Selective breeding will help you enhance your rabbit herd. Plus it is why there are such huge differences between the many domestic rabbit breeds today. Here is how it works.
Over the last 200 years, people have made strategic rabbit breeding choices. They have sussed out the genetic traits that best served their purposes for their rabbits within their family, community and society. Breeding selectively applies to color, size, body type, fur or fiber quality, growth rate, mothering abilities, and many other traits possessed by the rabbit.
The rabbit's genetic code contains duplicates of every trait
and is in most cases very complex. In addition to the actions of the
genome, modifying factors contribute to or adjust the various genetic
signals. The wise use of selective breeding
concentrates the desirable genetic information in the offspring and lets
fall to the wayside the genes
that fail to further the particular breeding program or rabbit breed.
Perhaps you yourself are even using selective
breeding whether or not you call it by this name.
Suppose you wish to raise tiny rabbits.
If so, you aren’t the first person with this idea. Breeders have been
selectively breeding for “small” since the 1800’s.
150 years ago, when the idea that you could keep rabbits as pets was first dawning upon people’s imaginations, the “common white hutch rabbit” was spread throughout England. They had a wide weight spread, usually weighing between 4 to 8 pounds. By the mid-1800’s, the breed had gained the name of “Polish,” perhaps to make it sound more exotic.
By the early 1900’s, after continuously breeding together the smaller individuals of the breed, Polish rabbits regularly weighed just 2.5 - 3 pounds. At the same time, its type was being developed from a hug-the-table pose to an upright, or arched, type, very similar to the Belgian Hare type which was very popular in those days.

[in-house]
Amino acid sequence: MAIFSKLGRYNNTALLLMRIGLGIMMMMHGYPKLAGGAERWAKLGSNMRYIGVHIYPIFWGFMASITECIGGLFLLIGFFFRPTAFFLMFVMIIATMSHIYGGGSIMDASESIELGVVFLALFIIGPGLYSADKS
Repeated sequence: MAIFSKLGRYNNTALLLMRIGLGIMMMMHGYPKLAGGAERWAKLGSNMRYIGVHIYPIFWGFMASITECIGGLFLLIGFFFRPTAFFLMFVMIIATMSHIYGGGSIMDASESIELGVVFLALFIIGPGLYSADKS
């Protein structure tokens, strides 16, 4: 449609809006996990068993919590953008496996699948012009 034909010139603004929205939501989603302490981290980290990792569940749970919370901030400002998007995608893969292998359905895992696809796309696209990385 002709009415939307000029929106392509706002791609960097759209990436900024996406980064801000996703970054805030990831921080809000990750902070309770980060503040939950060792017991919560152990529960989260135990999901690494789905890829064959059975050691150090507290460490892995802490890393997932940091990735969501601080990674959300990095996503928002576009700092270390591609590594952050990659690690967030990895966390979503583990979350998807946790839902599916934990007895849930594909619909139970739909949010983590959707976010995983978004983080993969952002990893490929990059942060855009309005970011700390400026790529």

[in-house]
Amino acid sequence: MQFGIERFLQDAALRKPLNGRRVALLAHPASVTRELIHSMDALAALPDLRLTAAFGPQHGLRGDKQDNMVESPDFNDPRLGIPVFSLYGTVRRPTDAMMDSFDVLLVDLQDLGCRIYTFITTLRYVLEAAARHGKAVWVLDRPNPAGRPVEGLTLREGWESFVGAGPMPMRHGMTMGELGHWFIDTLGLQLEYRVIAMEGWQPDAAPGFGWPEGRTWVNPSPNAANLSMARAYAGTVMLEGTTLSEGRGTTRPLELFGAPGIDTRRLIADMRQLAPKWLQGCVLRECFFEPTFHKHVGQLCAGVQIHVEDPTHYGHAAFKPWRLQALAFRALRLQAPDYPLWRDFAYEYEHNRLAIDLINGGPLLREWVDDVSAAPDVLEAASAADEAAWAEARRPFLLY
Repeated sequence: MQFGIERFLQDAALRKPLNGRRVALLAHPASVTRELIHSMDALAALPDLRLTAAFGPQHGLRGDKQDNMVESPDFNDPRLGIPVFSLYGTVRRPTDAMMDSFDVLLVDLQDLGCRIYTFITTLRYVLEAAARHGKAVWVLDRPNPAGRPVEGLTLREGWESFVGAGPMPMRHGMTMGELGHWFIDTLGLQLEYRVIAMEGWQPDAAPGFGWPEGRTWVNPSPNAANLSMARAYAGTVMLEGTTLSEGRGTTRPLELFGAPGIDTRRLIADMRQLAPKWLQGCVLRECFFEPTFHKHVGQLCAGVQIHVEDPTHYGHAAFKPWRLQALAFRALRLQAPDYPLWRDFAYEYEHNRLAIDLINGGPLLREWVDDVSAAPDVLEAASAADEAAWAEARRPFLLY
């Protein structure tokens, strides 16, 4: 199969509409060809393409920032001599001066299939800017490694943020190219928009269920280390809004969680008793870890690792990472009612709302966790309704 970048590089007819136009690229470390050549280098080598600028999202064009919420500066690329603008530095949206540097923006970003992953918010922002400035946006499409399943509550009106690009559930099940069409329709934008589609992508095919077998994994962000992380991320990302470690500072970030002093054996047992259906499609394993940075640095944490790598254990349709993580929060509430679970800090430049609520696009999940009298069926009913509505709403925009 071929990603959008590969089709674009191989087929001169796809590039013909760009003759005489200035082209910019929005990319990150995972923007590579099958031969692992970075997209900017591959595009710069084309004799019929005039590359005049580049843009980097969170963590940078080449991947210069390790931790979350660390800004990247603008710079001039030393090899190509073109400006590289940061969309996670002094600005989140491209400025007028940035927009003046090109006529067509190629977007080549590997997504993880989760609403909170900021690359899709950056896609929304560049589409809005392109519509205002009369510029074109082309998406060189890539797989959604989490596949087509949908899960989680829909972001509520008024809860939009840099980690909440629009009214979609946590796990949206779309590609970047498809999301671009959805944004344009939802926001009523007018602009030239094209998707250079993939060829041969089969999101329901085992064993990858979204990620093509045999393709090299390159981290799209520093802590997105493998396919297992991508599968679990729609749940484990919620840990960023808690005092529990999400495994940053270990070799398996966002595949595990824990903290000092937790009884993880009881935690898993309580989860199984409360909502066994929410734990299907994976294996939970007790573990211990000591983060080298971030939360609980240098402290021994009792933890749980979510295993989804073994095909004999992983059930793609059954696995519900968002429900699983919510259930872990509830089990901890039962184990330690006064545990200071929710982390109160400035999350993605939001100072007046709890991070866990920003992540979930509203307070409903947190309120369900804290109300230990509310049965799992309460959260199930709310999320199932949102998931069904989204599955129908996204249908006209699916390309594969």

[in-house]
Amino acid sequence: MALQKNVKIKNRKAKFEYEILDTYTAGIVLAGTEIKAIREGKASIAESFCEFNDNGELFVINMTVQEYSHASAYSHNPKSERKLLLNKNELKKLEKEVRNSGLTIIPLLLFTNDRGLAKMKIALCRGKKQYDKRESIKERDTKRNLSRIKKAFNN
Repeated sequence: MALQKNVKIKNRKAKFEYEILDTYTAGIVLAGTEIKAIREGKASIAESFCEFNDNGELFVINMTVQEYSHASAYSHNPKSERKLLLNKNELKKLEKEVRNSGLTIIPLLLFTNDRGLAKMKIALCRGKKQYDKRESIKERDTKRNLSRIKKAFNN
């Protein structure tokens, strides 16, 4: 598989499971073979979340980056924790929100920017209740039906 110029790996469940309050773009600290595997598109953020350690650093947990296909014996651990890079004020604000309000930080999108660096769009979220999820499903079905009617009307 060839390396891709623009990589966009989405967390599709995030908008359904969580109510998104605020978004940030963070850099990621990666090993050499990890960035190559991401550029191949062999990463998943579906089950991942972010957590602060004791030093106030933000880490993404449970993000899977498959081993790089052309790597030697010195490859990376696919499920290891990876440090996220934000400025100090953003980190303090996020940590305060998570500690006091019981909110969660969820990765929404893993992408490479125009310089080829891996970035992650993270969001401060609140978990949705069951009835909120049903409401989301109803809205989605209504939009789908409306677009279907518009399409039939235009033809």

In the intervening years until today, continued selective breeding has resulted in two tiny rabbit breeds which achieved their small size without the use of a dwarfing gene:
It took literally decades of continually choosing to breed together the smallest of the small rabbits to concentrate the genes and modifying factors for “tiny” into rabbits that became tinier and tinier. There was a time during this process that the white Polish rabbit breed in England became frightfully inbred - a sickly, irritable rabbit that fled to the back of its hutch when people approached.
There is another side
to the size genetics coin.
Suppose you want large rabbits?
If you breed the largest animals to the largest animals, it is very possible to eventually achieve giant rabbits.
You’ll of course start with a large breed if you wish to go large, which is why Continental Giants began as Flemish Giants. But while the Flemish Giants tend to weigh 13 – 25 pounds (13 pounds is the smallest, and no limit to ‘large’ in this breed), it is not unusual for a Conti to weigh 30 pounds or more, despite having a similar minimum size. The largest Continental Giants have tipped the scale at over 40 pounds (18.2 kg). Talk about huge!
Selective breeding made the difference; British breeders are rewarded for size, while for USA breeders, balance is rewarded before size.
Are you raising meat rabbits for a living? Then size, commercial type and bone structure will be important factors in your breeding program. But since you depend on your rabbits for your livelihood, your does’ performance will also become critically important.
say you have two does, Holly and Molly. One day you review their performance:
Am I right that you’ll keep a replacement doe or two out of Holly’s litter, but not Molly’s? Why? Because Holly efficiently produces more kits and can feed them all with far fewer losses.
With mothering and lactation being somewhat heritable, and since it costs just as much money to feed either doe, why would you even think of keeping replacements from Molly?
By selecting Holly’s genetics, and the genetics of each of your does with similar performance, you begin to enhance the performance of your entire herd. As a result, over time most of your does will kindle 10-12 kits and have the capacity to produce sufficient milk for all of them.
There’s nothing actually magical about selective breeding, but it does work miracles when managed correctly.
Enjoy the fruits of your own selective breeding!